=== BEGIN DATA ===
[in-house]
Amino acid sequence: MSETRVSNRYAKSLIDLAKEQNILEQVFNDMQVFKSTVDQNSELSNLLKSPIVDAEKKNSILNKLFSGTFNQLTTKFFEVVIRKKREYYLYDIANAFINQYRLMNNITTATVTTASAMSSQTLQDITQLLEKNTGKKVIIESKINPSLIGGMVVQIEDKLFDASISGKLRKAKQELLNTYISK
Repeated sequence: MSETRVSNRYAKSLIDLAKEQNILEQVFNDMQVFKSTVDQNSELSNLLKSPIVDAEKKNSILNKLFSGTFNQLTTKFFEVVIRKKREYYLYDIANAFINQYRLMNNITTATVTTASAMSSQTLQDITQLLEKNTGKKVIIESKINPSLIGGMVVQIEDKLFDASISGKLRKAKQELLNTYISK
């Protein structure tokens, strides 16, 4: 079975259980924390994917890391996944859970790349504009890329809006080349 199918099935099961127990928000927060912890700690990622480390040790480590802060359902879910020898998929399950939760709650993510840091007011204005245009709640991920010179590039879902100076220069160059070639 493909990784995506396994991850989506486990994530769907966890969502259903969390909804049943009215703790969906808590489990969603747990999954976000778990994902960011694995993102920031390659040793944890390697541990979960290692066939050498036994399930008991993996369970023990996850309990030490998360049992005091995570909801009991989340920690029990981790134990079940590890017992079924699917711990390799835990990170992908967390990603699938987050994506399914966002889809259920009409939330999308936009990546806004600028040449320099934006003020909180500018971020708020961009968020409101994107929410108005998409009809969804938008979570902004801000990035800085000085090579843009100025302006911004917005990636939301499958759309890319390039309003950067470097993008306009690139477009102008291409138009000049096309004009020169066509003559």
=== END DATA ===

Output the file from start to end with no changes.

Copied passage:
[in-house]
Amino acid sequence: MSETRVSNRYAKSLIDLAKEQNILEQVFNDMQVFKSTVDQNSELSNLLKSPIVDAEKKNSILNKLFSGTFNQLTTKFFEVVIRKKREYYLYDIANAFINQYRLMNNITTATVTTASAMSSQTLQDITQLLEKNTGKKVIIESKINPSLIGGMVVQIEDKLFDASISGKLRKAKQELLNTYISK
Repeated sequence: MSETRVSNRYAKSLIDLAKEQNILEQVFNDMQVFKSTVDQNSELSNLLKSPIVDAEKKNSILNKLFSGTFNQLTTKFFEVVIRKKREYYLYDIANAFINQYRLMNNITTATVTTASAMSSQTLQDITQLLEKNTGKKVIIESKINPSLIGGMVVQIEDKLFDASISGKLRKAKQELLNTYISK
């Protein structure tokens, strides 16, 4: 079975259980924390994917890391996944859970790349504009890329809006080349 199918099935099961127990928000927060912890700690990622480390040790480590802060359902879910020898998929399950939760709650993510840091007011204005245009709640991920010179590039879902100076220069160059070639 493909990784995506396994991850989506486990994530769907966890969502259903969390909804049943009215703790969906808590489990969603747990999954976000778990994902960011694995993102920031390659040793944890390697541990979960290692066939050498036994399930008991993996369970023990996850309990030490998360049992005091995570909801009991989340920690029990981790134990079940590890017992079924699917711990390799835990990170992908967390990603699938987050994506399914966002889809259920009409939330999308936009990546806004600028040449320099934006003020909180500018971020708020961009968020409101994107929410108005998409009809969804938008979570902004801000990035800085000085090579843009100025302006911004917005990636939301499958759309890319390039309003950067470097993008306009690139477009102008291409138009000049096309004009020169066509003559």